Dare To Be Different - 1969 Chevrolet El Camino SS 396

Dare to Be Different - 1969 Chevrolet El Camino SS 396

Photos by Jerry Heasley


A muscle car/truck is certainly a daring way to be different. The Chevrolet El Camino and Ford Ranchero occupy a unique place in the world of muscle cars. These hybrids share almost everything except a back seat with their hardtop and convertible siblings. One very important thing that they don't currently share is a high price tag.

It's surprising that El Caminos and Rancheros are priced so far below similar cars. Mechanically, the cars and trucks are virtually identical. The greater front-to-rear weight distribution puts El Caminos and Rancheros at a slight disadvantage on the dragstrip, but since few current muscle car owners actively race their cars, it shouldn't account for the price differential.

One big advantage for anyone wanting to make occasional dragstrip forays is that they can haul a set of mounted slicks, a floor jack, and a good-sized toolbox in the bed. There's no need for a separate support vehicle.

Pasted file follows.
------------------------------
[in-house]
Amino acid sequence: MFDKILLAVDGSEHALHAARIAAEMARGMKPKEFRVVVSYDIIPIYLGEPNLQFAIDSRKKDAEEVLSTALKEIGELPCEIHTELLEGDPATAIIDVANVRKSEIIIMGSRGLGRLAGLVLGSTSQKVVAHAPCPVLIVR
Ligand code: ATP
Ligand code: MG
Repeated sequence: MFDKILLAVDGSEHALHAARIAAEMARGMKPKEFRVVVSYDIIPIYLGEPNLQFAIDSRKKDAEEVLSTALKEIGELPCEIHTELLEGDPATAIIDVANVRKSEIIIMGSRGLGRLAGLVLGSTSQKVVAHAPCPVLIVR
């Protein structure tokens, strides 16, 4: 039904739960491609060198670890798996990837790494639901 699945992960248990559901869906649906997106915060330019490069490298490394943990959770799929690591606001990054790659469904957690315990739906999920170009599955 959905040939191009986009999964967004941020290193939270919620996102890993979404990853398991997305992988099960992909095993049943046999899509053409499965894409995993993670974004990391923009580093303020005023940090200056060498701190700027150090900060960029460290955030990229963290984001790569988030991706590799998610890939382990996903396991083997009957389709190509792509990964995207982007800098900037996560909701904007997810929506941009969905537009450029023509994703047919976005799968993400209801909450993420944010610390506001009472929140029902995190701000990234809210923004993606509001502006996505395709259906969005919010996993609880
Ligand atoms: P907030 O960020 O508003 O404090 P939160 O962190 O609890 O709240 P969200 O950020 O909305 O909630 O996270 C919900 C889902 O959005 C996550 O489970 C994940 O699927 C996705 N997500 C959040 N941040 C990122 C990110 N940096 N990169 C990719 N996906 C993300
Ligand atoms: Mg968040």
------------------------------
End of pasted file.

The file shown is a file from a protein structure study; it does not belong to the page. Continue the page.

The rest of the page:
Style-wise the Sixties/early-Seventies El Caminos and Rancheros are probably some of the most handsome utility vehicles ever produced. Their solid flanks are far smoother than traditional cab and box pickups. The 1968-1969 El Camino is one of the sleekest of the genre. The pointed front fenders and similarly slanted rear roofline give the El Camino a sense of forward motion.

That motion can be quite swift when there's a 375 horsepower 396ci big-block under the hood, as is the case with Wayne Davis's Dusk Blue Metallic 1969 SS 396. There was a running change that increased bore size from 4.094-inches to 4.125-inches. Displacement was bumped up to 402 cubic inches, but the vehicles were still marketed as SS 396s. Wayne's El Camino has the Muncie 4-speed manual transmission, which enhances the muscle car feel and image. This is a bench seat model, which pretty much negates the utility value of the middle seating position.

El Caminos could be ordered as very Spartan utility vehicles or as fully loaded gentleman's pickups. The most collectible examples tend to fall near the two extremes


Published Dec 7th, 2015
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